The Windisch Quartet: Chaos

In brief:
"Unpredictable and understated, The Windisch Quartett exhibit wildness and coolness in equal measures – but never strait-laced crotchets"

Well-crafted, with a hint of Kraftwerk, this Berlin-based foursome may look warm and fuzzy in their assorted knitwear, but their music has the rhythmic punch of Jackie McLean.

Composer Julius Windisch melds together impressionistic flourishes in amongst staccato sequences with a Marsalis-esque flair. There is a brotherly dynamic to this musical unit as well – a well-adjusted balanced sound with no sibling rivalry between sonorities. Each track has a distinctly different character, one for each night at a sepia-tinged Salon Christophori.

Advertisement

The Windisch Quartett are said to be inspired by the modern Berlin jazz café scene and there’s a definite experimental flavour to the album. In the bustling, festive Zulassen, with its eclectic percussive effects, you can almost hear the crowd showing their appreciation via café cutlery. Easter has a more sober, crooning quality – a sparse soundscape with twittering electro-acousmatic type sounds that breakdown the elements of a single note’s tone and the overall texture – like a Mondrian sketch in sound.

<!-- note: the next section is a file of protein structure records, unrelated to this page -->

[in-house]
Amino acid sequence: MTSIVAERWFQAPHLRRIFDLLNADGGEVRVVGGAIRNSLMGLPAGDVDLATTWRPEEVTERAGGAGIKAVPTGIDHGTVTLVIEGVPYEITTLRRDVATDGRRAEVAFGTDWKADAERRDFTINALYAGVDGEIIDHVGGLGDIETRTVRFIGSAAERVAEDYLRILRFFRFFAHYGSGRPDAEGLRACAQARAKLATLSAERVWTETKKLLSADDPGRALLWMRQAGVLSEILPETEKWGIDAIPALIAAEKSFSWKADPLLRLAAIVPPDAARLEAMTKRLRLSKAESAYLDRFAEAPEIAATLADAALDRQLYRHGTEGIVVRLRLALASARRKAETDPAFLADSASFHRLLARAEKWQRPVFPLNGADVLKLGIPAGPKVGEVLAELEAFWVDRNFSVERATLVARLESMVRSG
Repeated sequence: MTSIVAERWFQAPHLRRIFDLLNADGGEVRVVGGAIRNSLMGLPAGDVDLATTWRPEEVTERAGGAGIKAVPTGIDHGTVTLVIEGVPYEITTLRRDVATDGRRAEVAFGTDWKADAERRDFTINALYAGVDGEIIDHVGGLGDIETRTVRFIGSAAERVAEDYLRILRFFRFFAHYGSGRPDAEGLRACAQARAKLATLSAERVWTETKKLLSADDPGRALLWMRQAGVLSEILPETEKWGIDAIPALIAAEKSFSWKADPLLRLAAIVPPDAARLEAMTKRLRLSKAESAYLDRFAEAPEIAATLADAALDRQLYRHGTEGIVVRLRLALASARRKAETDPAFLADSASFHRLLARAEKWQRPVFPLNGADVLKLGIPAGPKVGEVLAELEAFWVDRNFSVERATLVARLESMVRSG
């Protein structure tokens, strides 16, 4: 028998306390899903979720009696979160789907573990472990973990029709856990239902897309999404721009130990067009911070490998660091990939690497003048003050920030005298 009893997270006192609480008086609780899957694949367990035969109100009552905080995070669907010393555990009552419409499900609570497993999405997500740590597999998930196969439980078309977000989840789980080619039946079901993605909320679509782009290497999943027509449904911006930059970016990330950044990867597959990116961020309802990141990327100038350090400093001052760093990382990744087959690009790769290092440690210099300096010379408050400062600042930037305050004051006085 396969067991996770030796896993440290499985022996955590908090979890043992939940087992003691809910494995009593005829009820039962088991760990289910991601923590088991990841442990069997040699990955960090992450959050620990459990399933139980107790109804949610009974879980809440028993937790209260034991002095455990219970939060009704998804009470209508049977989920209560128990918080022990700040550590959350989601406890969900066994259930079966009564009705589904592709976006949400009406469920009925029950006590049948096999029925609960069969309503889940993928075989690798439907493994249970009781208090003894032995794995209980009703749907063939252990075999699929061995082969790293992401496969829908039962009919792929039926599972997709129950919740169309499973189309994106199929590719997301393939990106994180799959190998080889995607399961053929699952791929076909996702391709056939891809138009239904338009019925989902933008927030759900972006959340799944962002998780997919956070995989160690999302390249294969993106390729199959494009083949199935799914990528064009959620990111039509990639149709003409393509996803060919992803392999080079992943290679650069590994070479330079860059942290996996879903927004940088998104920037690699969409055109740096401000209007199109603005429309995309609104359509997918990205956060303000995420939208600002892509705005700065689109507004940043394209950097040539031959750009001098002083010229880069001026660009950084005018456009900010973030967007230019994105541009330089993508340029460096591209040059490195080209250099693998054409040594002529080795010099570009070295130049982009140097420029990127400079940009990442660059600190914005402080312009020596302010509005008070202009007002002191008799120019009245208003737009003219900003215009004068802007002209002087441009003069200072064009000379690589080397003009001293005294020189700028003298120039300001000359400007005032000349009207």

Track seven, Freude Am Zahnrad, is an abstract, puritanical number – maybe for the Sabbath-day café crowd of more well-seasoned jazz connoisseurs. For Gräit, we’re back at the Berlin café goer’s apartment, with a typewriter beating out its asymmetrical meter over a nocturne like subtext from the piano and elegiac footnotes from the alto sax. Wassolldas is another musical U-turn, with sharp, swinging Stravinskian interjections set against virtuosic countermelodies.

Unpredictable and understated, The Windisch Quartett exhibit wildness and coolness in equal measures – but never strait-laced crotchets.

Discography
Chaos; Pain; Wohin; Zulassen; Easter; Leere; Freude Am Zahnrad; Gräit; Wassolldas (41.00)
Sölvi Kolbeinsson (as); Julius Windisch (p, comp); Felix Henkelhausen (b); Max Santner (d); Zentrifuge, Berlin, 11-12 June 2019.
Hout Records HR023/LC53104

Advertisement
Advertisement

Jazz Journal articles by month

Advertisement

Thelonious Monk: Mønk

In 1963 Monk performed at Copenhagen’s Odd Fellows concert hall with the line-up that played on his Monk's Dream album. He was...
Advertisement

Obituary: Ken Nordine

Ken Nordine’s smooth, resonant voice was used extensively on American radio, commercials and trailers for films, but jazz followers will remember him...
Advertisement

Wendy Kirkland, the singing pianist

Pianist-singer Wendy Kirkland is consolidating her status as a force in British jazz, especially in the sector populated by "piano divas", the...
Advertisement

Freedom Music: Wales, Emancipation & Jazz 1850-1950

Jen Wilson is capable of writing a gender-neutral book on jazz in Wales of which the gender-specific one she's written here could...
Advertisement

Bullets and Ballads: Pete Kelly’s Blues

When film music historians discuss the increasing influence of jazz on movie soundtracks through the 1940s and into the 1950s, they usually...
Advertisement